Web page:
Glen McCurley was living a quiet life in Fort Worth when new DNA evidence linked him to a notorious crime: the killing of a teenager named Carla Walker, more than 45 years prior. Police suspect it wasn’t his first murder — or his last. The story of how he got caught takes some surprising turns, including an amateur true crime podcast and a woman’s trip to CrimeCon:
The show, called Gone Cold Podcast—Texas True Crime, had a small audience at first, but one person who did listen to it was DiAnne Kuykendall, a retired mail clerk for the U.S. Postal Service in Fort Worth. “I had gone to high school with Carla,” she told me. “We didn’t know each other at all, but she had always smiled at me in the hallway. She made me feel good—the popular girl talking to someone like me. Listening to the podcast, I thought, ‘I wish there was some way I could pay her back.’ ”
Kuykendall decided to fly to Nashville to attend CrimeCon, an annual three-day true-crime convention that most recently attracted some five thousand fans (the majority of them women) who flock to see celebrity authors, podcasters, and broadcasters. She brought along eighty copies of a pamphlet she’d written about Carla’s case, which was based mostly on Strange’s podcast. She paced the hallways of the Gaylord Opryland Resort and Convention Center, passing out the pamphlets to the likes of Dateline’s Keith Morrison, Fox News’ Nancy Grace, and Paul Holes, a retired homicide investigator who’d helped solve the Golden State Killer case and who hosted a true crime show on NBC’s Oxygen network. “I’m sure everyone thought I was one of those crazy true-crime ladies,” Kuykendall told me.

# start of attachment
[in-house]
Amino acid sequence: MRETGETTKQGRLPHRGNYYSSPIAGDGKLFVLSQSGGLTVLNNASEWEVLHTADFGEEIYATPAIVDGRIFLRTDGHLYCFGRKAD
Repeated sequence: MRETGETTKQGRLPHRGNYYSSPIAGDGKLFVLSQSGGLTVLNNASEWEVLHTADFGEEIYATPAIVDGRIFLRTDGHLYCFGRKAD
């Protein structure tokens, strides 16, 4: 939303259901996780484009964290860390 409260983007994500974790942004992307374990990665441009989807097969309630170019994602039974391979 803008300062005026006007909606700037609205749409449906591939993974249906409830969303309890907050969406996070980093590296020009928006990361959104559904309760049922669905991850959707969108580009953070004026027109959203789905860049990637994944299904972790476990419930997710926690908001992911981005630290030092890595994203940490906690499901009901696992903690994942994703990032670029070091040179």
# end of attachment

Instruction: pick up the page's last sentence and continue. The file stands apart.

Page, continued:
Holes was intrigued by Carla’s case, and in April 2019, his producers called Wagner and Bennett. Oxygen was willing to pay $18,000 to cover the cost of DNA testing on Carla’s clothes. The detectives were thrilled.